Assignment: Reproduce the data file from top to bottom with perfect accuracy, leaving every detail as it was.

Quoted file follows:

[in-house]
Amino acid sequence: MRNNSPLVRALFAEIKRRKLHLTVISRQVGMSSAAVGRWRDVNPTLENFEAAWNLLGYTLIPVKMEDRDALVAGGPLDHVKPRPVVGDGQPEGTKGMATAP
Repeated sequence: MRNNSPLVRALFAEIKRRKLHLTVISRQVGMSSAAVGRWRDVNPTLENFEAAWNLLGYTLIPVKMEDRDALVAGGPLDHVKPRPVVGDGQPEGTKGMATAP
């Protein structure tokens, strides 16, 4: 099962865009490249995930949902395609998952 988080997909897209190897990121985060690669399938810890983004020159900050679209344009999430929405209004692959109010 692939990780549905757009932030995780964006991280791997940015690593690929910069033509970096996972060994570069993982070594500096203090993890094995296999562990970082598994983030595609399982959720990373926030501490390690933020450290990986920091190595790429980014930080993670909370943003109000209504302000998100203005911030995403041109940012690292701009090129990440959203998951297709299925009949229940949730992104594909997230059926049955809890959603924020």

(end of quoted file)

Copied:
[in-house]
Amino acid sequence: MRNNSPLVRALFAEIKRRKLHLTVISRQVGMSSAAVGRWRDVNPTLENFEAAWNLLGYTLIPVKMEDRDALVAGGPLDHVKPRPVVGDGQPEGTKGMATAP
Repeated sequence: MRNNSPLVRALFAEIKRRKLHLTVISRQVGMSSAAVGRWRDVNPTLENFEAAWNLLGYTLIPVKMEDRDALVAGGPLDHVKPRPVVGDGQPEGTKGMATAP
């Protein structure tokens, strides 16, 4: 099962865009490249995930949902395609998952 988080997909897209190897990121985060690669399938810890983004020159900050679209344009999430929405209004692959109010 692939990780549905757009932030995780964006991280791997940015690593690929910069033509970096996972060994570069993982070594500096203090993890094995296999562990970082598994983030595609399982959720990373926030501490390690933020450290990986920091190595790429980014930080993670909370943003109000209504302000998100203005911030995403041109940012690292701009090129990440959203998951297709299925009949229940949730992104594909997230059926049955809890959603924020």